NASA announced that its Landsat Data Continuity Mission (LDCM) blasted off at 1:02 p.m. EST Monday aboard an Atlas V rocket from Vandenberg Air Force Base. LDCM is the eighth in the Landsat series of satellites that have been continuously observing Earth's land surfaces since 1972.
NASA said the spacecraft carries two instruments, the Operational Land Imager (OLI) and Thermal Infrared Sensor (TIRS), both of which improve reliability, sensitivity, and data quality compared with previous Landsat instruments.
OLI, built by Ball Aerospace & Technologies Corp., will continue observations currently made by Landsat 7 in the visible, near infrared, and shortwave infrared portions of the spectrum. It also will take measurements in two new bands not covered by Landsat 7—one to observe high-altitude cirrus clouds and another to observe atmospheric aerosols as well as water quality in lakes and shallow coastal waters. NASA said OLI's new design has fewer moving parts than instruments on previous Landsat satellites. Ball said OLI’s 14-module detector array enables it to scan with what it described as “a push-broom method rather than the older sweeping method.” The OLI instrument provides 15-m panchromatic and 30-m multispectral spatial resolutions along a 185-km-wide swath—it can image the entire globe 16 days.
NASA said its Goddard Space Flight Center built the TIRS instrument; Ball Aerospace added that it supplied the TIRS cryocooler, which will chill the TIRS instrument’s infrared photo detectors to 40 K. NASA said TIRS will collect data on heat emitted from Earth's surface in two thermal bands, as compared with a single thermal band on previous Landsat satellites. NASA said the thermal-band observations are becoming increasingly vital to monitoring water consumption, especially in the arid western U.S.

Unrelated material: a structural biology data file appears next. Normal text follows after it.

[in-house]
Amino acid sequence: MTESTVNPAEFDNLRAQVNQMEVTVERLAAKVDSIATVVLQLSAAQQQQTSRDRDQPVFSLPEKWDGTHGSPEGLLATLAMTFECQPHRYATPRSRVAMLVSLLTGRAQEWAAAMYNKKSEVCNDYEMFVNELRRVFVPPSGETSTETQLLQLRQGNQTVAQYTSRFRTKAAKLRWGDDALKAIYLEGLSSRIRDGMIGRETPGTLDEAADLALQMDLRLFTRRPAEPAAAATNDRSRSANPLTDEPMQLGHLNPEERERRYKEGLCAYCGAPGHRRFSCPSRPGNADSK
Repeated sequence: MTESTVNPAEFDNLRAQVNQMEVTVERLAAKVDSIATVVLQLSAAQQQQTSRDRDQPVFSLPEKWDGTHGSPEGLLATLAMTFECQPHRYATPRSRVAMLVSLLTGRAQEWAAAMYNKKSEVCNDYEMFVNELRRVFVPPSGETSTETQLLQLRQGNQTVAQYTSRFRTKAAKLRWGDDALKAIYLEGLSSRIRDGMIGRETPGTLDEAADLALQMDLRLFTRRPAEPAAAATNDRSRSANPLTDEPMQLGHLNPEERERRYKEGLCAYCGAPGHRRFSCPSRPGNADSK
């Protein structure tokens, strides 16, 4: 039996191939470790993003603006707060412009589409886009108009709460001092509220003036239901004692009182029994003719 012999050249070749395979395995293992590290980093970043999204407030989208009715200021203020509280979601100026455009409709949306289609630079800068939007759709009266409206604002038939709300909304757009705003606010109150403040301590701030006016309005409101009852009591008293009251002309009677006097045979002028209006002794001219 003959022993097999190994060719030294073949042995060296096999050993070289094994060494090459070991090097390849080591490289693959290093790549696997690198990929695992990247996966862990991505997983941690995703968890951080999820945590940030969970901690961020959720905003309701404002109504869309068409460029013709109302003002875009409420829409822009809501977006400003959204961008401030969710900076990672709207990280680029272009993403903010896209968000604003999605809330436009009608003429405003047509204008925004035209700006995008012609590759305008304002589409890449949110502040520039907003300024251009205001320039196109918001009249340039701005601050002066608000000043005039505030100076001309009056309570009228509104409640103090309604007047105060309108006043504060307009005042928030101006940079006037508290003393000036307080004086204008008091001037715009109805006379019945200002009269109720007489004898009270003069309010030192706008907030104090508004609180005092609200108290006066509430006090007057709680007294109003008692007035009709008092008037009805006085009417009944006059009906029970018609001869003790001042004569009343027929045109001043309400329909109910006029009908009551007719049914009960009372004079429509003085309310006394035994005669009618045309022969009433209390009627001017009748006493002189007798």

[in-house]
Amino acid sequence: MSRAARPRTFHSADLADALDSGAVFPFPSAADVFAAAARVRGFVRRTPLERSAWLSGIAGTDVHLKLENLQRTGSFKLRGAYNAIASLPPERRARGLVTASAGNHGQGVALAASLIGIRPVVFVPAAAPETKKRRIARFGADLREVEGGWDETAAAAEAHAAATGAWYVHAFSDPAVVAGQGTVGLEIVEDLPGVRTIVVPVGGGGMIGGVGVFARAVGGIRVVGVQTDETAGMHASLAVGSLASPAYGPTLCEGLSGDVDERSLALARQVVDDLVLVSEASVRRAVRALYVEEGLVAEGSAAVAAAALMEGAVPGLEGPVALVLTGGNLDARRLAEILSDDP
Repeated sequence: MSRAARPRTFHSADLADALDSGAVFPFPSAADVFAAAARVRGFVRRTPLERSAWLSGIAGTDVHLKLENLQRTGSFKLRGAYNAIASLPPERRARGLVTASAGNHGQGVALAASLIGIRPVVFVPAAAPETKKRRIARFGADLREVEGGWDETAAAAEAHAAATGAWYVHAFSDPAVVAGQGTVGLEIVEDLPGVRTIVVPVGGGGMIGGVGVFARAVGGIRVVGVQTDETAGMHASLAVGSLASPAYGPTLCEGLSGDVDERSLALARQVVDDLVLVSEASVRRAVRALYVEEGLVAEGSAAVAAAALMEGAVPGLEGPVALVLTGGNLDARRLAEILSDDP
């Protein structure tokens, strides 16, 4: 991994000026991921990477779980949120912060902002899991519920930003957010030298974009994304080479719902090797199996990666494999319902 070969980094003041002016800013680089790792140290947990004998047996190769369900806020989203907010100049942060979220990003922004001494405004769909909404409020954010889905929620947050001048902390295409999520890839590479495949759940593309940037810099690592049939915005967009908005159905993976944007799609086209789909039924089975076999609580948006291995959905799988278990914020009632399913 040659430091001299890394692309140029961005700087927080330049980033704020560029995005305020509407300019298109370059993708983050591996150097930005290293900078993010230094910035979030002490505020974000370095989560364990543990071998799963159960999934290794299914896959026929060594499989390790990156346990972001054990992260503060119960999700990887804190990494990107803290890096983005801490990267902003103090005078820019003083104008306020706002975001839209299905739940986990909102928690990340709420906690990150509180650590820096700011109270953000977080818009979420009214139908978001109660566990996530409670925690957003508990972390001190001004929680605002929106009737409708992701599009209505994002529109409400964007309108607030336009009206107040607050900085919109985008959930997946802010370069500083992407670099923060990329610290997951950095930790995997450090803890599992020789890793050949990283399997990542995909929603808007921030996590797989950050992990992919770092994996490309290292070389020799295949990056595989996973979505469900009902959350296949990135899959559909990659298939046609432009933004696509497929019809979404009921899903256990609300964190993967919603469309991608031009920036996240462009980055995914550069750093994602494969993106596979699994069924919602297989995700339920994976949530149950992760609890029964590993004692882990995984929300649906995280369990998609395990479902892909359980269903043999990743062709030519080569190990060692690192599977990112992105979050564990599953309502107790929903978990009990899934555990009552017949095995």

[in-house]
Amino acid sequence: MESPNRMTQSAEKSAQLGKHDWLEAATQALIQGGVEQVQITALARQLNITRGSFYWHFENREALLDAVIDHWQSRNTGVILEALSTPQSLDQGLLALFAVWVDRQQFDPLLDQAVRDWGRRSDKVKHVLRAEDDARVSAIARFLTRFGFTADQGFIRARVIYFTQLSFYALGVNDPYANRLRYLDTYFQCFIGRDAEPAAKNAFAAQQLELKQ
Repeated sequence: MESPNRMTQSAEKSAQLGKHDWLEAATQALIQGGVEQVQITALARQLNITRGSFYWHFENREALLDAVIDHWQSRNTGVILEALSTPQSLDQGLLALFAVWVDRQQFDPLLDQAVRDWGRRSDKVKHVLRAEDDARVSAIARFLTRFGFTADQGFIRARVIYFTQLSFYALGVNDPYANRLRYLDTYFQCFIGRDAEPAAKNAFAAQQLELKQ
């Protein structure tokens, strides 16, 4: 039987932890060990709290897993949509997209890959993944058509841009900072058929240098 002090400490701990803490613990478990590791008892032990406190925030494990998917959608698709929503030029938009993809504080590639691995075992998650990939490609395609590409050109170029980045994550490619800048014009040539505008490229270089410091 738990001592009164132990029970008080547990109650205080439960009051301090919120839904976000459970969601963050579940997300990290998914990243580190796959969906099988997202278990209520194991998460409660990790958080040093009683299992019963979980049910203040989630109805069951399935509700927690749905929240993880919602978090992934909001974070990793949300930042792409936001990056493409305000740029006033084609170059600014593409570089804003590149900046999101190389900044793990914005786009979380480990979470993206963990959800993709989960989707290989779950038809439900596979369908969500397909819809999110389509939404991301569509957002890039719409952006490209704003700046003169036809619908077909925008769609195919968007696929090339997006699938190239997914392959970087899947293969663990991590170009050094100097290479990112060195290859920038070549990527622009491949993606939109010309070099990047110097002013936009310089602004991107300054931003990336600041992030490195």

“Landsat is a centerpiece of NASA's Earth Science program, and today's successful launch will extend the longest continuous data record of Earth's surface as seen from space,” NASA Administrator Charles Bolden said. “This data is a key tool for monitoring climate change and has led to the improvement of human and biodiversity health, energy and water management, urban planning, disaster recovery and agriculture monitoring — all resulting in incalculable benefits to the U.S. and world economy.”
LDCM will go through a three-month check-out phase, after which operational control will be transferred to the Department of the Interior's U.S. Geological Survey (USGS), and the satellite will be renamed Landsat 8.
NASA noted that advancements in computer power and the decision by USGS to allow free online access to the information have transformed the use of Landsat data in recent years.
NASA said Orbital Sciences Corp. built, integrated, and tested the spacecraft in Gilbert, AZ; USGS provided the LDCM ground system; and United Launch Alliance provided the Atlas V launch vehicle. NASA's Launch Services Program based at the agency's Kennedy Space Center managed the launch.